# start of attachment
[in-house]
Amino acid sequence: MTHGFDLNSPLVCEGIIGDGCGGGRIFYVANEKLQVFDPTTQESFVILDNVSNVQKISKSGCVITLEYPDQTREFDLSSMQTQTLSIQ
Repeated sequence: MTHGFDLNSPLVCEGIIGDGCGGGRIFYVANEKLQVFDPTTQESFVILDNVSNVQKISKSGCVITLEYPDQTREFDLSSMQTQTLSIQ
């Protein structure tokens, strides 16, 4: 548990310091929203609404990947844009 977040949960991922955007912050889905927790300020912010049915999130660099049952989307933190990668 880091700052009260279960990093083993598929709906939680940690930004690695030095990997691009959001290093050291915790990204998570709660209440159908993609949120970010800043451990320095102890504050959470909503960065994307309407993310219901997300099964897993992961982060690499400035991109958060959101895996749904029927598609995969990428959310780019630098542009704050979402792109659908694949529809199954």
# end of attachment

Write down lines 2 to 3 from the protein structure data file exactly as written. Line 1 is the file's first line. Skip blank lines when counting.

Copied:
Amino acid sequence: MTHGFDLNSPLVCEGIIGDGCGGGRIFYVANEKLQVFDPTTQESFVILDNVSNVQKISKSGCVITLEYPDQTREFDLSSMQTQTLSIQ
Repeated sequence: MTHGFDLNSPLVCEGIIGDGCGGGRIFYVANEKLQVFDPTTQESFVILDNVSNVQKISKSGCVITLEYPDQTREFDLSSMQTQTLSIQ